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Cast members rehearse a dance number.

SULLIVAN – The cast of Little Theatre-On the Square cordially invites you to a wedding.

The award-winning jukebox musical “Mamma Mia!”will be performed Aug. 2 through 20 at the Sullivan theater.

Music from song writing duo and half of the popular 1970s band ABBA, Benny Anderson and Bjorn Ulvaeus, was used to create a humorous yet touching story of a young girl, Sophie, in search of her real father before her wedding.

Her mother Donna had relationships with three men before her daughter was born. Sophie reads her mother's diary and finds the names of the three who could possibly be her father.

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Rory Dunn holds Heather Beck in rehearsal for "Mamma Mia!" at the Little Theatre-On the Square in Sullivan.

“She invites them all to her wedding without telling her mom,” said Emily Bacino Althaus, who plays Sophie.

Donna, performed by Colleen Johnson, is an ex-hippie and flower child who now manages a hotel. Her only daughter is getting married. Her hotel is disintegrating. And now she has to meet her old lovers.

“This is a perfect cocktail of craziness that ensues,” Johnson said.

The directors have extended the number of performances. The theater's normal run is two weeks. Director Therese Kincade believes the popularity of the show made the move necessary.

“It's been all over the world,” she said. “It is the number one jukebox musical ever to be on Broadway.”

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Todd Aulwurm, left and Audrey Crocker rehearse "Mamma Mia!" at the Little Theatre-On the Square in Sullivan.

Kincade is admittedly not a fan of jukebox musicals, works for which the story is written around previously recorded songs. “But I loved this,” she said.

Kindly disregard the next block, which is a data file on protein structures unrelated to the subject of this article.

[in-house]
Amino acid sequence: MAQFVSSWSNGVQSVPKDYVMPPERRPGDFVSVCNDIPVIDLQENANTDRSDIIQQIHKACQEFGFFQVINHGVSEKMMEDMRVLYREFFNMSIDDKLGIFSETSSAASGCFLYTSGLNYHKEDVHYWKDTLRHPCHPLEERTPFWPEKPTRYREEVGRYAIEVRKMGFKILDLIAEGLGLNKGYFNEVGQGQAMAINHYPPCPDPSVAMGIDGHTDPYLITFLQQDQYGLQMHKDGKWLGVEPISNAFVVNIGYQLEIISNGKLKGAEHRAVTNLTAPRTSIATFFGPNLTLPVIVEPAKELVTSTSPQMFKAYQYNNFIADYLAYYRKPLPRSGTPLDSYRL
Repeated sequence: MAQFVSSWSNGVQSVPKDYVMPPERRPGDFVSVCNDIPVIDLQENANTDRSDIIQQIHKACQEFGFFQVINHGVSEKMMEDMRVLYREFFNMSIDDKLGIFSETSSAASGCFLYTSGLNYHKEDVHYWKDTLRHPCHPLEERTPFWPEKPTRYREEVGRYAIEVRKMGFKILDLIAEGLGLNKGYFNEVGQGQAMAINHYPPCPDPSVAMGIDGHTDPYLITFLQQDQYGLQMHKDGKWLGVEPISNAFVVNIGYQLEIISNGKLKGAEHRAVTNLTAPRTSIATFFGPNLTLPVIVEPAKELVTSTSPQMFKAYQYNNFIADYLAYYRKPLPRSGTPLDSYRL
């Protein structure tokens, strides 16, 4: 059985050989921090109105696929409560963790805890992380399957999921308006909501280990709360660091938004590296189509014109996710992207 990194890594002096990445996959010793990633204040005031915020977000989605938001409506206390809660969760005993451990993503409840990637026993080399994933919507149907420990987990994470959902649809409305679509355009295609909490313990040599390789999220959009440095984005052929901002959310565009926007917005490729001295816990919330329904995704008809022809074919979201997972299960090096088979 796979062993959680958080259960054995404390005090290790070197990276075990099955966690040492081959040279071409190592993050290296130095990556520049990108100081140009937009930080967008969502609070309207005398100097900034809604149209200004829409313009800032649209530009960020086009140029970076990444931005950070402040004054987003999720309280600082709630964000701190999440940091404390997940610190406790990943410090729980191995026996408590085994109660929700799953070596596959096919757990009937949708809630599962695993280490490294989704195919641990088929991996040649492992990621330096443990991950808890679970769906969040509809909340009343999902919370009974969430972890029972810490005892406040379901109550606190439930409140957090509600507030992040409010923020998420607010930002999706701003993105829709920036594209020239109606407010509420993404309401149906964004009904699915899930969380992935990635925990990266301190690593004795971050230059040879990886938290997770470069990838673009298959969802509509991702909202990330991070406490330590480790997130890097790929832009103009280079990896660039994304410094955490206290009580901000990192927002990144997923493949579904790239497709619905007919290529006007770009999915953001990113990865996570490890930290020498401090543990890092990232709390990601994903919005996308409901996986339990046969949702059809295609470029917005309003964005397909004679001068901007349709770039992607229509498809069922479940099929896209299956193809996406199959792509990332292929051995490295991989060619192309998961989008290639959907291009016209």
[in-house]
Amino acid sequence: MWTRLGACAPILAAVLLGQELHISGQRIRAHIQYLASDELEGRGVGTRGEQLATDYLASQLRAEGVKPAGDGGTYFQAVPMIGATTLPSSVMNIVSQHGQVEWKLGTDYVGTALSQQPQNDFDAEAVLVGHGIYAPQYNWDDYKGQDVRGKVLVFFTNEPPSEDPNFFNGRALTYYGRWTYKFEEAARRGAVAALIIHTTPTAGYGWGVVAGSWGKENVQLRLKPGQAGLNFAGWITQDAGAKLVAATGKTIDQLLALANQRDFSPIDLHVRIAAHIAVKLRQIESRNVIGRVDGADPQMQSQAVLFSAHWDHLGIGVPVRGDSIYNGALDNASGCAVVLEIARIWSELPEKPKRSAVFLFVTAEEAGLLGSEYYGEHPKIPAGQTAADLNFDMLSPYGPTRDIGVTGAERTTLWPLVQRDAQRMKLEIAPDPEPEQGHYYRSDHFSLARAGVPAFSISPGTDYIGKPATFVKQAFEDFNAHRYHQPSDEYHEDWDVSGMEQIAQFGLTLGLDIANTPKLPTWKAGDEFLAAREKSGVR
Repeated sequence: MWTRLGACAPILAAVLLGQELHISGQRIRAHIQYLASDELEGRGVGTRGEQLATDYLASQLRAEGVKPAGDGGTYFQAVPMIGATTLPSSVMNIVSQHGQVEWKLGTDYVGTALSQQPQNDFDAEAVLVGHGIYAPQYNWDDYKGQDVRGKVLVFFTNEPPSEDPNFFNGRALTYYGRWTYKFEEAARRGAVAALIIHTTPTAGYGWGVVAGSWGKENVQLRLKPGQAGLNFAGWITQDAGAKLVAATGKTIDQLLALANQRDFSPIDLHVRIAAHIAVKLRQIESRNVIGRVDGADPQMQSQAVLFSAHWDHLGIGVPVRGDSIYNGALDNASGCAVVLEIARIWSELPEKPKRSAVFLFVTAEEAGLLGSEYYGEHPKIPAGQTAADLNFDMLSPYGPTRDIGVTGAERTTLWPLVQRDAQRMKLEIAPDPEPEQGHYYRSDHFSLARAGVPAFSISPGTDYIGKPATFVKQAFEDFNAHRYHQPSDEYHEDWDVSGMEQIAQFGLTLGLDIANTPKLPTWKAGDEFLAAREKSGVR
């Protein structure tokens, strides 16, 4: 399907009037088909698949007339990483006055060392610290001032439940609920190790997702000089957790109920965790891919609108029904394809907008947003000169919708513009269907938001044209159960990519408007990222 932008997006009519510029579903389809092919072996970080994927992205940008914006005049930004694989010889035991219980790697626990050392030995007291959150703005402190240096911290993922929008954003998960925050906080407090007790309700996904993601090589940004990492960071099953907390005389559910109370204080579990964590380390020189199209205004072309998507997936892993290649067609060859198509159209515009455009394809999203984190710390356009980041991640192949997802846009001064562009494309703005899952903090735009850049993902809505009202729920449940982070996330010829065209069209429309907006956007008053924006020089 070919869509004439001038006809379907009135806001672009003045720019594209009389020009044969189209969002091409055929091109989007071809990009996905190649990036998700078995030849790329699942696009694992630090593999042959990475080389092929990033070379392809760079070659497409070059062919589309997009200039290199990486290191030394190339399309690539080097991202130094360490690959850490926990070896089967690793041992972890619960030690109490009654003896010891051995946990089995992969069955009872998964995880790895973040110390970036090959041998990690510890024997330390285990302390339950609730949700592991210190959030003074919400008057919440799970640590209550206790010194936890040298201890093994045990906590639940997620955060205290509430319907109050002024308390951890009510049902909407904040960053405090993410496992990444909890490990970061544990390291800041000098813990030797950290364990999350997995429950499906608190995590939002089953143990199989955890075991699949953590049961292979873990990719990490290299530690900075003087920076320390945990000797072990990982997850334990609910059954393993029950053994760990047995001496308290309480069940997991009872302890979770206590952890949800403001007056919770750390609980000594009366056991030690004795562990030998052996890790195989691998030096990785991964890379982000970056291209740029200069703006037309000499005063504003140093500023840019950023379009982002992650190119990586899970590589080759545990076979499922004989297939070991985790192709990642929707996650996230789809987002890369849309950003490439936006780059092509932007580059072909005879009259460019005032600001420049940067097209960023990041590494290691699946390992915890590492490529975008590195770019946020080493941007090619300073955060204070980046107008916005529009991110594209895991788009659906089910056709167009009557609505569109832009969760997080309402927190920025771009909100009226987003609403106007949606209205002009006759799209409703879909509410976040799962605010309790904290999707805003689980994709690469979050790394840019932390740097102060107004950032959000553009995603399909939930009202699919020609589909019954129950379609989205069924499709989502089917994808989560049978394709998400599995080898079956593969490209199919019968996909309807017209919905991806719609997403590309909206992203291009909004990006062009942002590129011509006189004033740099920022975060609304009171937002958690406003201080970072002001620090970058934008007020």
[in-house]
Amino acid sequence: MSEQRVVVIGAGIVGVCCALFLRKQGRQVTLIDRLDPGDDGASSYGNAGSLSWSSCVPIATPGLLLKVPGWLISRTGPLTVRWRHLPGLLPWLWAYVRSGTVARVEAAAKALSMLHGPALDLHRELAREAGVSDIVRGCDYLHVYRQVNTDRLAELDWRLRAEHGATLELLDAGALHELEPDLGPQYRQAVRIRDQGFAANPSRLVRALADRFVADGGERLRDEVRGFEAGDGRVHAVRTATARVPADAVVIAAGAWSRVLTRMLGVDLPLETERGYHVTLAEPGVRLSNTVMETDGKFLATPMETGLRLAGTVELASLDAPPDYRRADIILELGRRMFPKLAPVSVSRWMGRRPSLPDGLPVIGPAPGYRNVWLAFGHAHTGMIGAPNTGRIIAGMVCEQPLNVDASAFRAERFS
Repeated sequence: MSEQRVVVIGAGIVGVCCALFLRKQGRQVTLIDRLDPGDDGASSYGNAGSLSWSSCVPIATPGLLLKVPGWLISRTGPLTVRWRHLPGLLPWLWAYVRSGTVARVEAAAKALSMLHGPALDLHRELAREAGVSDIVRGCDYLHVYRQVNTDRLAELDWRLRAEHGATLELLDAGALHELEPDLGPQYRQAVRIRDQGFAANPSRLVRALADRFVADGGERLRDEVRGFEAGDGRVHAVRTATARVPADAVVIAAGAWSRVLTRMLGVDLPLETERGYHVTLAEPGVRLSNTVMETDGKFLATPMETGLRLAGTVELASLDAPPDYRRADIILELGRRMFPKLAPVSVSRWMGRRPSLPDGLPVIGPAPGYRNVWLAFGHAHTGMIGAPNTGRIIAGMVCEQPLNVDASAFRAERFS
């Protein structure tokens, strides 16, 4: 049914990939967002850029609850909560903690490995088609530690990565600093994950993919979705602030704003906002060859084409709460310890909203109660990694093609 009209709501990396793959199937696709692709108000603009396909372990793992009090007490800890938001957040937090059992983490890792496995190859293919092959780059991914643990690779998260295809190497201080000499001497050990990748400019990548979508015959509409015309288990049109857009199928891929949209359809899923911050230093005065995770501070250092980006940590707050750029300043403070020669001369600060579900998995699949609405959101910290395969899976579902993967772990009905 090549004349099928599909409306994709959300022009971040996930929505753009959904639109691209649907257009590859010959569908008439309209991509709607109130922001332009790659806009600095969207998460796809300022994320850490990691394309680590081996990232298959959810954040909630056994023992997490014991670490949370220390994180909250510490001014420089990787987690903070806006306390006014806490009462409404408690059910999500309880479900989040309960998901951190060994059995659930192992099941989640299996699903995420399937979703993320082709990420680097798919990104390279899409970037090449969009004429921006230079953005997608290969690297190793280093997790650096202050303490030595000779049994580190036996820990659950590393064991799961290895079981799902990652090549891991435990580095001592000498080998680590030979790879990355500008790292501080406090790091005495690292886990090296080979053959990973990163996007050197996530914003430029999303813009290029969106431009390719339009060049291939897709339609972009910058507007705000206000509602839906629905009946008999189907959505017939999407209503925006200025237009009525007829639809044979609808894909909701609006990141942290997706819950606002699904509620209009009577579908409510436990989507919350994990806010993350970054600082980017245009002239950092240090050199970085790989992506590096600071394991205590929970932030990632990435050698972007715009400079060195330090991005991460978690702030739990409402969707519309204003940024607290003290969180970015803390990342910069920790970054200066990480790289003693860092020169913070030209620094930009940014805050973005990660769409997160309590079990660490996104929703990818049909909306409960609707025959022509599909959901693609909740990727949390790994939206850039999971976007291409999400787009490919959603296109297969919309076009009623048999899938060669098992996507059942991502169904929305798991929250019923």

Kincade praises the original writer of the musical, Catherine Johnson, for successfully taking popular ABBA songs and weaving them into a touching story line. She believes audiences will love the music and message.

“Even if you're not an ABBA fan,” Kincade said.

The audience is allowed to follow along singing the popular songs such as “Dancing Queen,” “Knowing Me, Knowing You” and “S.O.S.”

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Cast members work through a production number.

“The show is quite the party from beginning to end,” choreographer Peter Marinaro said.

The story takes place in the 1990s, but has elements of ABBA's decade of origin, the 1970s, with bell bottoms and disco. Marinaro found his biggest challenge was putting a contemporary feel to the Little Theatre's show.

“It is inspired by the original, but I have my own flavor and taste,” he said.

Marinaro has enjoyed adding intricate moves to the musical, but believes the message is more important. Much of the choreography puts the focus on the actors telling the story.

“It is easy to get lost in the music,” he said.

The cast has been careful to protect the authenticity of the music. The band is made up with instruments often used in ABBA songs, including four keyboards, two guitars, a bass and two percussionists.

“It makes sense,” Kincade said. “With this music, it has to sound a certain way.”

The cast has actors who have performed “Mamma Mia!” on other stages. Although many are familiar with the show, they are encouraging the audience join them singing and dancing.

“It's small and intimate,” Kincade said. “It's like you have been invited to our party.”

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Staff Writer

“Together Decatur” columnist, food and entertainment reporter for the Herald & Review.

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